This technique shows it’s possible to get the big things done in life, and the smaller tasks can fit around it. You just need to make sure that every day you do something to progress your big rocks and move toward your goals. In my company, we each set our “rocks,” or milestones every quarter, and review them weekly in our team meeting. The idea is that because you work on your rocks daily, you are far more likely to achieve these goals.

4. Score yourself

I am not sure if it’s classified as creative to use something as logical as numbers, but it helps my motivation a lot.

I give myself deadlines (deadlines are amazing motivators!), and say to myself, “by that time, I will file 20 emails,” or “I will source all these logos for this design by this time.” 

There are plenty of ways to become more productive using numbers, so don’t let your creative nature cause you to shy away from them.

5. Coworking with sprints

I’ve saved my very favorite for last. It’s a little geeky and works well for people like me—workaholics who love to get things done and tick things off our never-ending to-do list.

Here’s how it works: You take your laptop out and meet with a friend at a coffee shop, members club, or coworking space with WiFi. You block out a few hours for your time together. After a brief catch up, you each say what you will work on in the allotted time—e.g. 45 minutes. Then you start the timer (or just note the time).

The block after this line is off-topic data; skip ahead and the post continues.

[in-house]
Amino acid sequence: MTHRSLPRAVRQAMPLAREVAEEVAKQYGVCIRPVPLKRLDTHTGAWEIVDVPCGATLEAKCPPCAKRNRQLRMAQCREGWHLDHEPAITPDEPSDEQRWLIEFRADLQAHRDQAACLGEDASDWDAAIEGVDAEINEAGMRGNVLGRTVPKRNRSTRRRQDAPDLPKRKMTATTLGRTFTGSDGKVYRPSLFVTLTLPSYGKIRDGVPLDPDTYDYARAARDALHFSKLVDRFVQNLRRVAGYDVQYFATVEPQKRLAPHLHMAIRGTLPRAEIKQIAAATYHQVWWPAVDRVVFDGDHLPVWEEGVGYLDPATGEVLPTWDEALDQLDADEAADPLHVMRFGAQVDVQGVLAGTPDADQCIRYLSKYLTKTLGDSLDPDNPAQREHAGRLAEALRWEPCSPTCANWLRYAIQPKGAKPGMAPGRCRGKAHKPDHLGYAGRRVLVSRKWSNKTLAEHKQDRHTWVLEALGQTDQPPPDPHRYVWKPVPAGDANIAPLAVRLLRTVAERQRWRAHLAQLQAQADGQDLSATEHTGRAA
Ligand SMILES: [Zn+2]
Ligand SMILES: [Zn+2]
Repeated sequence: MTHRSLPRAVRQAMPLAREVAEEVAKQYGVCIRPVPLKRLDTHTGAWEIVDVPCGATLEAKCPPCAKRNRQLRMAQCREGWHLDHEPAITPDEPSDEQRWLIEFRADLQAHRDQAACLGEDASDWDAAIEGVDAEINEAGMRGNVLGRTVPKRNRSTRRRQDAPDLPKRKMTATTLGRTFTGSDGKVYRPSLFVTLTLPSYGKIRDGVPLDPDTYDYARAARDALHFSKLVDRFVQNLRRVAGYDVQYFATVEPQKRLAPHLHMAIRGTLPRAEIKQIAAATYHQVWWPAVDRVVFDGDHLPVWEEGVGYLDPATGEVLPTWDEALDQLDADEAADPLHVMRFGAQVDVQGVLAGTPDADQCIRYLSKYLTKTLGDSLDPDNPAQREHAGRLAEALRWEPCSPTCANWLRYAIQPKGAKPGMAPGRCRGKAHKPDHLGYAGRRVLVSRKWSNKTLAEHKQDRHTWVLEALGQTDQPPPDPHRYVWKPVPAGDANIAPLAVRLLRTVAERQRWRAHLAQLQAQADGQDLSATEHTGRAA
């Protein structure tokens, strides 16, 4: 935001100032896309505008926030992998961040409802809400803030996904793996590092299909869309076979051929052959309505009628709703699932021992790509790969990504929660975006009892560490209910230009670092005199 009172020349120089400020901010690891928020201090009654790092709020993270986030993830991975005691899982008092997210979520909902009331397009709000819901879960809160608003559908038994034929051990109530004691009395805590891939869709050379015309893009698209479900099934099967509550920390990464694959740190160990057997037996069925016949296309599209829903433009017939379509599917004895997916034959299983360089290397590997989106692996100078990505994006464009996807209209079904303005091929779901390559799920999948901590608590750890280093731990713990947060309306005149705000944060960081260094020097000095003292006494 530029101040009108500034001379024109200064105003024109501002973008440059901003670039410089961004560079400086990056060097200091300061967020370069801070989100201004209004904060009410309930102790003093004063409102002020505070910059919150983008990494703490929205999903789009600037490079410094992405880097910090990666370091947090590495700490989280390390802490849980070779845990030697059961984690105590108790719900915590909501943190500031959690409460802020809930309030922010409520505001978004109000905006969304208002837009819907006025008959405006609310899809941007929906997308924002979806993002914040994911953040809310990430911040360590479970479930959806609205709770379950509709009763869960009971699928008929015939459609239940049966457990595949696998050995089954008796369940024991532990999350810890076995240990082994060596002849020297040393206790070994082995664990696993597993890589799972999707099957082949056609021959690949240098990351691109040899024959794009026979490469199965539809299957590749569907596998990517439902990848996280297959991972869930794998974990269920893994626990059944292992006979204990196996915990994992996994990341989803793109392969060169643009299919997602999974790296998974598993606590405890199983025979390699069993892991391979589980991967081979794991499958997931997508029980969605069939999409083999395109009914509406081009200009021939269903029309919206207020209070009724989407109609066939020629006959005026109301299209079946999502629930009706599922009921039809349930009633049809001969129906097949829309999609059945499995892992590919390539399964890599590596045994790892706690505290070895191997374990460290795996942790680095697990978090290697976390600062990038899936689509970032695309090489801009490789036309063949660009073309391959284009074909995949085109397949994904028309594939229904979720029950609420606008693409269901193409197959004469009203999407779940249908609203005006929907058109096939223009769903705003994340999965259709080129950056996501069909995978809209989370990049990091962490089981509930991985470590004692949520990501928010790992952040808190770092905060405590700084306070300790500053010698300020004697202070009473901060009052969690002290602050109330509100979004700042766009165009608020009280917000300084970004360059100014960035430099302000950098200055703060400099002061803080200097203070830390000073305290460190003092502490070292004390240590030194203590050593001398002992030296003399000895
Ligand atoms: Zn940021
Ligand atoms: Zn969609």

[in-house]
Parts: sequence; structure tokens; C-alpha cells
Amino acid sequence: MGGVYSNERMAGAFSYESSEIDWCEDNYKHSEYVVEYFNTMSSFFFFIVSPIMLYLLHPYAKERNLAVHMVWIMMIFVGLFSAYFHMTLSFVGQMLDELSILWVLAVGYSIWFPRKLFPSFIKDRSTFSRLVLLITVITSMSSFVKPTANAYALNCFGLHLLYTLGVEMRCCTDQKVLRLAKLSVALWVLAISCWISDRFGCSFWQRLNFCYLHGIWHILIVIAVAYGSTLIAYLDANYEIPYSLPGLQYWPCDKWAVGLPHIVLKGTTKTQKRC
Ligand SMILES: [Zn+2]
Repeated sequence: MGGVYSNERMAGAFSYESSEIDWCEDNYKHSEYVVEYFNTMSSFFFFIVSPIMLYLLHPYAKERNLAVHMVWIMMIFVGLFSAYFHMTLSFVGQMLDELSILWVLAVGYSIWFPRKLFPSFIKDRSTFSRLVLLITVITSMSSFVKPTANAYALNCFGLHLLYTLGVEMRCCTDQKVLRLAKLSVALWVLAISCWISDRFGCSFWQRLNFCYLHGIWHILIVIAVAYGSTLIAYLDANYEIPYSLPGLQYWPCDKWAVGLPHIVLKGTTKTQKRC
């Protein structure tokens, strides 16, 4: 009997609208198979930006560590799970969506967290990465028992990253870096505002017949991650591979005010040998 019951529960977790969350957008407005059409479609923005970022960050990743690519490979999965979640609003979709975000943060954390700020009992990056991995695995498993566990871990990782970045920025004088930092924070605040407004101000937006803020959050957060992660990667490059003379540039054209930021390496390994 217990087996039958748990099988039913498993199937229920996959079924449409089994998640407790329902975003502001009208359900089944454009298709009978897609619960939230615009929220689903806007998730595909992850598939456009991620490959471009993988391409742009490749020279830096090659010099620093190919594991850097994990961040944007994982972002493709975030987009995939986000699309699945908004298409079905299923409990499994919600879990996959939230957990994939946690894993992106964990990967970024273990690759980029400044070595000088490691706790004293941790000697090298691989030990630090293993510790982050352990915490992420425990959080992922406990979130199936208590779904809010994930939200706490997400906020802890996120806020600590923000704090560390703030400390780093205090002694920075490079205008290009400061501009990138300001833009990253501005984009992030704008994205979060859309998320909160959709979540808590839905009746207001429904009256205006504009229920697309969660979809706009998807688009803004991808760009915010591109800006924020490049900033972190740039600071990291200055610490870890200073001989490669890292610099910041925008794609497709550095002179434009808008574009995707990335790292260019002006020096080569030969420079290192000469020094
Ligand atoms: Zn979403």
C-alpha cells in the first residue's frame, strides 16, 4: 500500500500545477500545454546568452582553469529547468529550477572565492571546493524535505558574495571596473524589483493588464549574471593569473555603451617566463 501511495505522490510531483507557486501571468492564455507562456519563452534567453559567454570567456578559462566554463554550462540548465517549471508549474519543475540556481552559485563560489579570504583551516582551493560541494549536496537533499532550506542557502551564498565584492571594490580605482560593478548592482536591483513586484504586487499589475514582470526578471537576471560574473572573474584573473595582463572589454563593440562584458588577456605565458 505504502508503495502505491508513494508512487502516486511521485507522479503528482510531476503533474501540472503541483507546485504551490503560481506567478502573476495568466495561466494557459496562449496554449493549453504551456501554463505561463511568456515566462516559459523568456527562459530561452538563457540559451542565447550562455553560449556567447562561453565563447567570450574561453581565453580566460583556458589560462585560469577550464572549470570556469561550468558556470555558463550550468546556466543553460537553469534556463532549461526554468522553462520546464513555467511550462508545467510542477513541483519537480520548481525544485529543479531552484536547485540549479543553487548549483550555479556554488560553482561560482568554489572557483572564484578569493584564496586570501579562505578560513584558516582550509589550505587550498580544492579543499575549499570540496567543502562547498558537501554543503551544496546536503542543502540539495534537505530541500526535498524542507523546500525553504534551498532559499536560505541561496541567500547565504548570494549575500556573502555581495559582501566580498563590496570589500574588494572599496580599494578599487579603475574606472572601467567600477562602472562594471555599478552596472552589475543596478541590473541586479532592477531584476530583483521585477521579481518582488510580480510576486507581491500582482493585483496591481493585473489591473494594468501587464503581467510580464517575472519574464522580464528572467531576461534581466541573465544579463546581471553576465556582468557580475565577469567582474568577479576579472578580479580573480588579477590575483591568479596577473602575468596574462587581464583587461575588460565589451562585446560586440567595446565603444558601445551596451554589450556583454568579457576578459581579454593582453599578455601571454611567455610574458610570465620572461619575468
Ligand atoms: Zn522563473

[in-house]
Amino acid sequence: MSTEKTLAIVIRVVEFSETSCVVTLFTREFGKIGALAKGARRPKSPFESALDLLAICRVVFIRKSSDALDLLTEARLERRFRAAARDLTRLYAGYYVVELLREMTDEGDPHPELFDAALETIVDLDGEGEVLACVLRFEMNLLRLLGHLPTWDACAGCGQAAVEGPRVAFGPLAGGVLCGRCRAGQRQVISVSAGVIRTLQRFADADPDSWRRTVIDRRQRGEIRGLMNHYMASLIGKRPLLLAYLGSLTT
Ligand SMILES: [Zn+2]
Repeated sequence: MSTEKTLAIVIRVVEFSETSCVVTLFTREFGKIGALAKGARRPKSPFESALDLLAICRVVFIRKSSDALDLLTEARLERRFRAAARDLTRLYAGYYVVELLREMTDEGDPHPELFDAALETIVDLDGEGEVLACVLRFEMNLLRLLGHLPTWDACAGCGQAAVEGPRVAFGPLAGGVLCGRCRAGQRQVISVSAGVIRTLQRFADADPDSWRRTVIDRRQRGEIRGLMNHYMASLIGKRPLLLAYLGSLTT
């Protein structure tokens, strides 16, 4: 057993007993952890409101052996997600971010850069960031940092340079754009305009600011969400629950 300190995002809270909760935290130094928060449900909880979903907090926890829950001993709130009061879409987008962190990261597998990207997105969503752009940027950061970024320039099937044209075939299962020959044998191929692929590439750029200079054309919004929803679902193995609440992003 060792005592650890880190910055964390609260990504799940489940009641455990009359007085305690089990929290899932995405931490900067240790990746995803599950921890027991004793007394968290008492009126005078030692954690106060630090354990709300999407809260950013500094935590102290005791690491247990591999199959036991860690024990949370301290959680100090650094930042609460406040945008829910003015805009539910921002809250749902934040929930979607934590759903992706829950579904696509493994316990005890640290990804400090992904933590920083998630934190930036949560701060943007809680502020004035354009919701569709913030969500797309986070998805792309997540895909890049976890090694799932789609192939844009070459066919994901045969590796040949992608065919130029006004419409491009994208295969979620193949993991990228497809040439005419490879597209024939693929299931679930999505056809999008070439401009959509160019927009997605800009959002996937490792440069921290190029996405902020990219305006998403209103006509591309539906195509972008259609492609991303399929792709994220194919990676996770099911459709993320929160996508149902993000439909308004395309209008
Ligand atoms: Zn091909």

Each block of time is known as a “sprint.” There’s even a time management app that helps with this—called “Gero.”  You aren’t allowed to talk during the sprint (too distracting) and should only work on that one task or group of tasks you said you’d do.

It’s amazing how when the time is up, you both want to keep working. So if you want to, you can do another sprint. But otherwise, you force yourself to stop–order coffee or food, catch up with your friend, and then go again. I have one friend who I do this regularly with, and we usually do five or six sprints in a coworking session. It’s our most productive time of the week!

Motivation can come from a lot of things but if you’re feeling unmotivated regularly, it may mean you have to do some soul searching to discover what you want out of life—and why you want it. What makes you happy? What are you noticed for? What are you good at? What do you enjoy? In an entrepreneurial life, you need to be following your true passion at the very least.

If you are clear on this–then try out the productivity motivators above to see which works for you. Experiment with variations, enjoy, and have fun. With each experiment, you can also measure how much closer you are to your SMART goals, milestones, or rocks—and how many smaller tasks you completed along the way.

If you have any more motivators to add, please share what works for you so we can all collectively feel more motivated and productive. Go team!

AvatarKeren Lerner

Keren Lerner is the CEO and founder of Top Left Design, a London-based design and marketing agency. Founded in 2002, Top Left Design specializes in bespoke designed websites, brands, and marketing material with integrated marketing advice. Keren is an expert on topics related to social media, marketing, and branding, as well as growing and managing a business.